Medical

Chronicles of a Med Student: One’s Not Such a Lonely Number

Medical school is becoming routine to me now—which is great. I’ve finally found my rhythm after a few months and feel comfortable with my learning style and studying methods. And it keeps me busy enough during the workweek. I try to accomplish most of my studying during the week so that I have the weekends to not study and actually have a life. But here’s the thing: my study habits don’t necessarily line up with those of my peers, which can leave me with some long weekends. Instead of wondering if am covering all of my bases (or if I’m forgetting to do this reading or that reading), I take a break. I can’t possibly study all the time, so I’m forced to have confidence in myself to do well. I understand that I sound quite crazy complaining about having free time, because who–especially a medical student–has ever done that?

Okay, it’s not really a complaint. Maybe it’s growing pains in learning how to be alone. I’ve highlighted before the importance of leaning on others, especially in these crazy lives we lead as med students. But at the end of the day, you’re all you have. That sounds terribly depressing, and I’m considering changing it to sound better even as I write this. But it’s true, and it doesn’t have to be a bad thing! Be best friends with yourself, because who else knows you better? I’ve traced my personal journey of growth—which sounds a lot more philosophical than it really is—and I can definitely pinpoint major moments in my life that have spurred me to be who I am right now. Those are the moments that taught me to be comfortable in my own skin and to believe in myself. I used to sit in my room watching reruns of Gilmore Girls (quick shout out to the revival coming up soon!) but then I thought: hey, I’m here. I have some free time to do non-school related stuff, and I’m sitting here watching TV when there’s a whole city at my doorstep to explore! I don’t have to have anyone come with me—I can just go. Honestly that’s probably one of the coolest things I could ever do: fearlessly (but not recklessly!) explore things on my own.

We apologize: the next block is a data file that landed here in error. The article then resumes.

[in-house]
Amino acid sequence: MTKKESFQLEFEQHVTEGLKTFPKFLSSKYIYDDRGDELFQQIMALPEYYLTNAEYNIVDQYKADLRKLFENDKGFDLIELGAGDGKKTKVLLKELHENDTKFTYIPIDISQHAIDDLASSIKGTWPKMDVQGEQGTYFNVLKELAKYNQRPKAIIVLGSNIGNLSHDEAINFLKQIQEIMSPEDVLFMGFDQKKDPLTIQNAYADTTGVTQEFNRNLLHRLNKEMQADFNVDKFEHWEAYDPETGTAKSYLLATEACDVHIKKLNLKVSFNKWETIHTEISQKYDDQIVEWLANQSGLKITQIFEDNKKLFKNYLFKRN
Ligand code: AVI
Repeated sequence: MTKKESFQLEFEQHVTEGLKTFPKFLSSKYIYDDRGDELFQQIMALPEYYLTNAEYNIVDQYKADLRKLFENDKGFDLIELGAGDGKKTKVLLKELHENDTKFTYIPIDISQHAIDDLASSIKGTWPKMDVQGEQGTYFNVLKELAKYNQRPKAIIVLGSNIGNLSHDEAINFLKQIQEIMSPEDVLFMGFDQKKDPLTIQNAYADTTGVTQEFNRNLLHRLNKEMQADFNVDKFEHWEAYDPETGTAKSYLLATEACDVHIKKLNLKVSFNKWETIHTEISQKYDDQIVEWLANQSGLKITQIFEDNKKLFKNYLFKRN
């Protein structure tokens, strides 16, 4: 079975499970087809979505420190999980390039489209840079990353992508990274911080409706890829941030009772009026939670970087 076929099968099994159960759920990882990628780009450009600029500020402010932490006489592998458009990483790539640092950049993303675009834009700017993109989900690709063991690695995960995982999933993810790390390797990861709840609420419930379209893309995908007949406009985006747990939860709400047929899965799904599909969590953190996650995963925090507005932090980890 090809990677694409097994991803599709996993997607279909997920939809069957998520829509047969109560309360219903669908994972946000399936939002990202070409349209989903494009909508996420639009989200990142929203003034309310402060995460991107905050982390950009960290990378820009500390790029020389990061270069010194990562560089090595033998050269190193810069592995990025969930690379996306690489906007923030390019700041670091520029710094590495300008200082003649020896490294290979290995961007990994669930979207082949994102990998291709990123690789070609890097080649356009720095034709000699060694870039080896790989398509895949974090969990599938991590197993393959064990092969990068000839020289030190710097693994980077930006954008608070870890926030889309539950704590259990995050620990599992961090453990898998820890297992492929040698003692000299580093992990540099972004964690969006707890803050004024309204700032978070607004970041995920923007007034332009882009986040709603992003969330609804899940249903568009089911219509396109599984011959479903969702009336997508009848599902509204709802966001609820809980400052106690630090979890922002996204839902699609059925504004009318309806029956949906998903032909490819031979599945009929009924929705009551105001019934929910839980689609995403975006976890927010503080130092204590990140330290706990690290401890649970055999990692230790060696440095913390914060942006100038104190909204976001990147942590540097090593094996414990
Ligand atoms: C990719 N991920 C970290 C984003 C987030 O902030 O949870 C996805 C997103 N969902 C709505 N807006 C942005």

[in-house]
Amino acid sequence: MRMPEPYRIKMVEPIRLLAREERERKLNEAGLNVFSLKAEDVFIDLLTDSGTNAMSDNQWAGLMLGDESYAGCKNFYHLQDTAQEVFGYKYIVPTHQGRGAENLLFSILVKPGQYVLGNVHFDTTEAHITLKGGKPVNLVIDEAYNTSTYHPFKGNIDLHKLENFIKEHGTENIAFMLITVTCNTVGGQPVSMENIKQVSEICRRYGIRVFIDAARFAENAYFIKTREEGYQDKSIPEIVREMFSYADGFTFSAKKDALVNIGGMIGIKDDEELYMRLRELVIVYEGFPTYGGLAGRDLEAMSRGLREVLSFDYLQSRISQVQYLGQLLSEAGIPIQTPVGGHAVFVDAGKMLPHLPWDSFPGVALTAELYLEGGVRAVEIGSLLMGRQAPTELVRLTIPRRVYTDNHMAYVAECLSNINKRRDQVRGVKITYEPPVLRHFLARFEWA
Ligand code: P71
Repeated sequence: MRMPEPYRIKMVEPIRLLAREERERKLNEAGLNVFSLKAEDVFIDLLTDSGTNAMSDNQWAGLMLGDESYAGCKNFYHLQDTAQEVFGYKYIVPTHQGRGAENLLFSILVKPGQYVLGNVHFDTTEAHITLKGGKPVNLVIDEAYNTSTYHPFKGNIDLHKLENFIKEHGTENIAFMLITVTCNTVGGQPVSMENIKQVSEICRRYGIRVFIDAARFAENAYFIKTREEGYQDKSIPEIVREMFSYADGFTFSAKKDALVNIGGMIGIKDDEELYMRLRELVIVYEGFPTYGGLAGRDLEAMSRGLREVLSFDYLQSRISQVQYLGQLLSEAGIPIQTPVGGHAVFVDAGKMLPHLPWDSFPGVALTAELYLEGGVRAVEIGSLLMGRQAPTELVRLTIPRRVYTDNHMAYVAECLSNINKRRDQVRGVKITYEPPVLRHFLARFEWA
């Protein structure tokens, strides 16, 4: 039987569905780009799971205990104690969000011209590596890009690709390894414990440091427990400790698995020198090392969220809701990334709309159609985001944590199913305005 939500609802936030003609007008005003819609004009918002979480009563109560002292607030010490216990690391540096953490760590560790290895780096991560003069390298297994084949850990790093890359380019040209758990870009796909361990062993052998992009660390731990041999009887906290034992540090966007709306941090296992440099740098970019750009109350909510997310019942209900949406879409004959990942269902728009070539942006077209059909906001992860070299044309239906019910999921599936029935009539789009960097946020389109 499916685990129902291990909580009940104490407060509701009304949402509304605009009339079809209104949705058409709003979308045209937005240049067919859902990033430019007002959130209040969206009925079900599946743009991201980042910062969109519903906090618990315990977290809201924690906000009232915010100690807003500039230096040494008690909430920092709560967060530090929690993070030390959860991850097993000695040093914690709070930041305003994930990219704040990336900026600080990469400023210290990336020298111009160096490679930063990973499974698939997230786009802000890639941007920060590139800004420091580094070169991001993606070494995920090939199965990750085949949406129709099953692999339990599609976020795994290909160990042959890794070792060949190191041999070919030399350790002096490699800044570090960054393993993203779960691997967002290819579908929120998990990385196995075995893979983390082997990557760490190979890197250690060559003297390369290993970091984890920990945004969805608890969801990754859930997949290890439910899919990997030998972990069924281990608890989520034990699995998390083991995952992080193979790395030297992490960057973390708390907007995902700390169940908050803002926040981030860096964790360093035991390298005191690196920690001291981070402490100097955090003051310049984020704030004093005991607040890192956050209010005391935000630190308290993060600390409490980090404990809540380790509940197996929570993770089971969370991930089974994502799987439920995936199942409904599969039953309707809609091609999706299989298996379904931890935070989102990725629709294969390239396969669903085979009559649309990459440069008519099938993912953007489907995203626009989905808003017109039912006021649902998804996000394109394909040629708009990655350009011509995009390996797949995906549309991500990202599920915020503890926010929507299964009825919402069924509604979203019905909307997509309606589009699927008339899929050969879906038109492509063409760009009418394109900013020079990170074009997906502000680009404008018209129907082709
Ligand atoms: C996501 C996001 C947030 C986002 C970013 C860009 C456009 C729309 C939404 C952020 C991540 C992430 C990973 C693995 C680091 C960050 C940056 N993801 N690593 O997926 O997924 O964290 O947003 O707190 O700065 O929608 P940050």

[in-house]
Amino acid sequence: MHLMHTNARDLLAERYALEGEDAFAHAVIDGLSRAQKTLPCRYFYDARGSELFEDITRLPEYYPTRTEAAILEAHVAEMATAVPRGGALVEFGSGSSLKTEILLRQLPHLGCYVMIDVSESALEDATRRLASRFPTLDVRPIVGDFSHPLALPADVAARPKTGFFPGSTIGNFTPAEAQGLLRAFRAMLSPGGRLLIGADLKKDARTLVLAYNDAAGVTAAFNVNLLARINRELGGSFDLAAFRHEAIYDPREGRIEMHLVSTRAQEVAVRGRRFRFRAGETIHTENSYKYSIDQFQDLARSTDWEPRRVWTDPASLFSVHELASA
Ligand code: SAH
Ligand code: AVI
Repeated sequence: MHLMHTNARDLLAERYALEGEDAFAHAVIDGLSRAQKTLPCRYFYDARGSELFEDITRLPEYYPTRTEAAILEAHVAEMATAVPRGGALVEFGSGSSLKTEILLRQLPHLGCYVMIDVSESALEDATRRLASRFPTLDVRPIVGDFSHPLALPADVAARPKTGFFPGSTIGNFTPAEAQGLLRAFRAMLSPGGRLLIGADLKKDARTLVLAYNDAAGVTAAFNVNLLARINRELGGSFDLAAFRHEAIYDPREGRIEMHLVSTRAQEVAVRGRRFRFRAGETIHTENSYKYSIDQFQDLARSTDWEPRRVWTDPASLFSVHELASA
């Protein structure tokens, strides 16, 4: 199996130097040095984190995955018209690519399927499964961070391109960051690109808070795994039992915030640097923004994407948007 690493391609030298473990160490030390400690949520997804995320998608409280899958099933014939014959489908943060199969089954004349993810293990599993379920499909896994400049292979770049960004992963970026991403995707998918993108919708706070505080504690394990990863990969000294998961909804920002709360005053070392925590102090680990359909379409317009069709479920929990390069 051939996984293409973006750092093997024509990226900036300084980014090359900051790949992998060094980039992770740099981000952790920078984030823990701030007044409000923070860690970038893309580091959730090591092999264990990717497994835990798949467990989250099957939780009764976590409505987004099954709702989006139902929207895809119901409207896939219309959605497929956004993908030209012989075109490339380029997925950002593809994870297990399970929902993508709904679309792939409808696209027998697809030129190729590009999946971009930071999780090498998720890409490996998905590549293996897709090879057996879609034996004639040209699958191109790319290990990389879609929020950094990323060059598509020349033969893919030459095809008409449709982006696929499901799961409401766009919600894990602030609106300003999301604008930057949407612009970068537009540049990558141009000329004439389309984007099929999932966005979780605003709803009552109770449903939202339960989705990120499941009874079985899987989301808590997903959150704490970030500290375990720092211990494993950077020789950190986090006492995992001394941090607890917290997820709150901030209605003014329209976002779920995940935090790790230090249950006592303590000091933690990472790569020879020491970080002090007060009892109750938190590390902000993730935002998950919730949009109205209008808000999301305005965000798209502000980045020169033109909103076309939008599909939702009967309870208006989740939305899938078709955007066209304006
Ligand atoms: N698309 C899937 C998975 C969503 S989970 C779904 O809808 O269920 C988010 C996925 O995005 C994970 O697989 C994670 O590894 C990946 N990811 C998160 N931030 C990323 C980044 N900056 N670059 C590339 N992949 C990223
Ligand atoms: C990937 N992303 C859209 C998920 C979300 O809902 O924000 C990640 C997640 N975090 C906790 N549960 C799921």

One of my major goals is to not worry about being alone. The whole world always has me thinking that I need to be constantly engaged in some sort of contact with other people in order to be a functional human being. I mean look at how we live today: we are always either Snapchatting or texting or jumping on the latest social media bandwagon. I’ve made a promise to myself to break this cycle. I want to go out to a sit-down dinner alone at least once. I want to go to the movies alone. Why bother doing all of this? It inspires confidence. It makes you immune to the stares of other and teaches you to accept yourself exactly as you are. That’s what I want to do with my pockets of free time.
The self-confidence that comes from the ability to confidently be alone is an important skill for medical professionals. The more confident you feel, the more successful you are. That is always helpful, especially in medicine. Would you go to a doctor who confidently makes a decision, or would you rather have them stumble over what to do? I would totally go for the former—yes, the latter doctor probably also studied very hard, but studying hard is only part of being a confident doctor. The other part of the confidence comes in your ability to handle whatever any situation in life throws at you. Some of my good friends in medical school struggle with this—we sit running through all of our slide sets a few days before the exam and they know their stuff. But come exam time, the sheer fact that they might fail (but probably won’t) throws them off and they end up not doing as well as they’d liked. I knew they knew their stuff. But they need to know that as well. That’s where the confidence part comes in: everyone has to believe in themselves (including our resident and attending mentors)! I want to use my journey through medical school, and even well beyond to residency and practice, to gain that confidence. Because remember: if I believe I can help a patient, it makes it that much more likely that they believe I can help them.

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